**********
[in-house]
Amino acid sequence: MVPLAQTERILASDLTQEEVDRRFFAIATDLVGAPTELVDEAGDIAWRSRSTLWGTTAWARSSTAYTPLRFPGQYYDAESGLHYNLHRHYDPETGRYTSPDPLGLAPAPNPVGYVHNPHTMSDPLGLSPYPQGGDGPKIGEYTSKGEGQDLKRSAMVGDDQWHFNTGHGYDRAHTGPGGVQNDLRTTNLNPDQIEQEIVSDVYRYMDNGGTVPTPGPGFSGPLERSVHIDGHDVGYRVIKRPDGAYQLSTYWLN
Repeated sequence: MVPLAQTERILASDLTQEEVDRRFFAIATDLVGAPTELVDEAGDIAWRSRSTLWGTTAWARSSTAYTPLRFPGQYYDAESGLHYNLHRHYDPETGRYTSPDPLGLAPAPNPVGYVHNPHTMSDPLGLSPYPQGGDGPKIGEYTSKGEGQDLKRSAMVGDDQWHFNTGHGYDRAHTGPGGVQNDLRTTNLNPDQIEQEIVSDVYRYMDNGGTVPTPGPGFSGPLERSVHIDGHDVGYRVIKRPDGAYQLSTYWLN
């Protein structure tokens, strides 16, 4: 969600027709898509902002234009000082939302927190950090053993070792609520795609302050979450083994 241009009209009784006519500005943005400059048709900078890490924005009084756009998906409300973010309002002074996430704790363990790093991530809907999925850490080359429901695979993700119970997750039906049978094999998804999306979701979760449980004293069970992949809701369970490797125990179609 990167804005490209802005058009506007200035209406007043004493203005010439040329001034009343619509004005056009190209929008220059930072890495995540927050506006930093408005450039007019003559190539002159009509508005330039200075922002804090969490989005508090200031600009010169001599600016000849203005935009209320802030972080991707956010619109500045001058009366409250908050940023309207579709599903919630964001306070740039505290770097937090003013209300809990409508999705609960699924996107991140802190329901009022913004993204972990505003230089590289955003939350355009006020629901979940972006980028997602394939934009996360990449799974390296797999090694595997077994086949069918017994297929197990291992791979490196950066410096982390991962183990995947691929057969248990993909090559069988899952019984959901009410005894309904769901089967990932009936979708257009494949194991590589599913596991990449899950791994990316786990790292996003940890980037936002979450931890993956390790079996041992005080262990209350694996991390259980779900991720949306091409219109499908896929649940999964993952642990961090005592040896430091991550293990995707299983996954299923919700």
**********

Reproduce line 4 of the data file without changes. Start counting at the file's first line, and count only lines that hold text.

């Protein structure tokens, strides 16, 4: 969600027709898509902002234009000082939302927190950090053993070792609520795609302050979450083994 241009009209009784006519500005943005400059048709900078890490924005009084756009998906409300973010309002002074996430704790363990790093991530809907999925850490080359429901695979993700119970997750039906049978094999998804999306979701979760449980004293069970992949809701369970490797125990179609 990167804005490209802005058009506007200035209406007043004493203005010439040329001034009343619509004005056009190209929008220059930072890495995540927050506006930093408005450039007019003559190539002159009509508005330039200075922002804090969490989005508090200031600009010169001599600016000849203005935009209320802030972080991707956010619109500045001058009366409250908050940023309207579709599903919630964001306070740039505290770097937090003013209300809990409508999705609960699924996107991140802190329901009022913004993204972990505003230089590289955003939350355009006020629901979940972006980028997602394939934009996360990449799974390296797999090694595997077994086949069918017994297929197990291992791979490196950066410096982390991962183990995947691929057969248990993909090559069988899952019984959901009410005894309904769901089967990932009936979708257009494949194991590589599913596991990449899950791994990316786990790292996003940890980037936002979450931890993956390790079996041992005080262990209350694996991390259980779900991720949306091409219109499908896929649940999964993952642990961090005592040896430091991550293990995707299983996954299923919700």